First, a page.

post #953 of 1014
Quote:
Originally Posted by roBernd View Post

 a Sextett (I prefer MP) 

 

Out of curiosity, why?

post #954 of 1014
I really enjoy using my DF to contrast against other headphones. It's a headphone that clearly does its job of being a critical monitoring device. Not the most emotive sounding headphone but you get to hear everything in the mix. The tone of the DF was very similar to my HD800 at the time when I owned both.
post #955 of 1014
Quote:
Originally Posted by Tiemen View Post

 

Out of curiosity, why?

 

Despite the production variation in the Sextett Series, what is known is that AKG decreased the bass quantity with every new iteration of the Setett.

TL;DR
-EP, most bass
-MP, a bit less bass
-LP, the least quantity of all 3

The K240 Sextett is a musical phone, neither linear but not to horrid FR-wise, and the MP has just enough bass to still be fun without sounding off. This is why I prefer the MP over the LP. An EP is fine too, but the MP hits the magic spot IMHO.
Edited by roBernd - 7/20/13 at 3:39am
post #956 of 1014

I did a review of these so I thought I'd post it up here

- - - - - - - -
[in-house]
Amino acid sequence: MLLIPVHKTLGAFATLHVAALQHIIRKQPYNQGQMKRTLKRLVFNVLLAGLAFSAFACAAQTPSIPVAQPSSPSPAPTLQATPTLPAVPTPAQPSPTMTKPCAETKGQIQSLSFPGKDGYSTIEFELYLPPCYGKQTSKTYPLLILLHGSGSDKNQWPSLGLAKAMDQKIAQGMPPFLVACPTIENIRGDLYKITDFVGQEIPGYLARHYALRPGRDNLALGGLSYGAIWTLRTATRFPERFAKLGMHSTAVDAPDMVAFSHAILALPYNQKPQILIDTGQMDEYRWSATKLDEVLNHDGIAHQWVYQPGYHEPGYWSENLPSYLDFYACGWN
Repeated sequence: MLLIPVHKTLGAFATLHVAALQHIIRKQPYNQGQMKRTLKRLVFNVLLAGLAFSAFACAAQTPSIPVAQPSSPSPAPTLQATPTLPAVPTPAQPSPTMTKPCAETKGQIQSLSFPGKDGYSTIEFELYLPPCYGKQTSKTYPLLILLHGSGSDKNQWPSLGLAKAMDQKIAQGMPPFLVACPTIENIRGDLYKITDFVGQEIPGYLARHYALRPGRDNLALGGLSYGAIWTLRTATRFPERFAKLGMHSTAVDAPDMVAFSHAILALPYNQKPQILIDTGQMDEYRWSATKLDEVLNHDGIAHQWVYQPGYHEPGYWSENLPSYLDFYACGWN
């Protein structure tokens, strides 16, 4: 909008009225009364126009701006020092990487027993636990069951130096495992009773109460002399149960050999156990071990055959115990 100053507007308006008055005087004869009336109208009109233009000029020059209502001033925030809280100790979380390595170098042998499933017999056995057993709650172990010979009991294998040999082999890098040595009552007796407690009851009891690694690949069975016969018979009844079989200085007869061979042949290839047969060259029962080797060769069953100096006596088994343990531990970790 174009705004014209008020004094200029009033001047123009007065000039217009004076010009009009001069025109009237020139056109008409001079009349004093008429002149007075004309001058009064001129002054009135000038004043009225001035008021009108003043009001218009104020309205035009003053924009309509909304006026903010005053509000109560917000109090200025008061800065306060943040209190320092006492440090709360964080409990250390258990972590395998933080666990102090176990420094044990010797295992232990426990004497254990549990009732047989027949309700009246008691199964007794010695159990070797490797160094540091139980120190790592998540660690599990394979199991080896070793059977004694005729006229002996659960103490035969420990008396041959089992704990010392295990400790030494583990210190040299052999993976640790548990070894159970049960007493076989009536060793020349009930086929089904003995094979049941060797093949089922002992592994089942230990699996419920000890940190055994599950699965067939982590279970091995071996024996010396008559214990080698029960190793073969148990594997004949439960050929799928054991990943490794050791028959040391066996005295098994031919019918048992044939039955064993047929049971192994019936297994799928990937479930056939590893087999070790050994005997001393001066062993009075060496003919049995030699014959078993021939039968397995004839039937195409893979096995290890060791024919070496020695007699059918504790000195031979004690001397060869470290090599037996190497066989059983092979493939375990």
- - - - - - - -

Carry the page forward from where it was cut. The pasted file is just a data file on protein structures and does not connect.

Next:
When I first got these they sounded like they were broken in some fashion. The drums sounded plasticy, the bass extension was non-existent, and the treble was harsh. After being inspired by their lack of performance to sell off my audio setup and start over with an O2 and Project Ember, I finally heard what these were supposed to sound like. They're different. When I put them on for the first they still sound off for the first couple hours that I wear them because it's safe to say that they don't make anything with a sound like this anymore. The sound isn't overly analytical or perfect like many modern headphones strive to be. They don't have an overly clean sound that at times pushes artificial but somehow the detail retrieval is on par with headphones such as the AKG K702s. The soundstage isn't massive and the imaging isn't the best but you can hear absolutely everything. The treble has a slight ring to it which I find to be pleasant -- it causes cymbals to pop and gives the upper register of string instruments the wonderful piercing sound that you hear in a live performance. In fact, if I had to describe what these sound like, it's accurate and fairly neutral (with the typical bit of treble boost that AKG cans have). As a violinist I can safely say that these offer the best reproduction of string instruments that I have ever heard. The same holds for other instruments - these aren't perfect but they're musical. They're the sort of headphone that makes you want to shut your eyes, forget about frequency charts, forget that you're an audiophile, and enjoy the music. The midrange is spectacular and is one of the best that I heard. It's incredibly neutral but at the same time it's incredibly musical and intimate -- almost as if you have been transported into the studio in which the artist is recording. Guitars are also modeled superbly - when a wall of sound and crunch is necessary these can deliver and extend lower than you'd think an AKG headphone especially one from the 1970s would but at the same time if clean reverb is desired these deliver. In fact, where the headphone shines most is acoustic music such as Nick Drake or Elliott Smith where there is little to hear except a vocalist and a guitar because that's where its intimacy shines the most.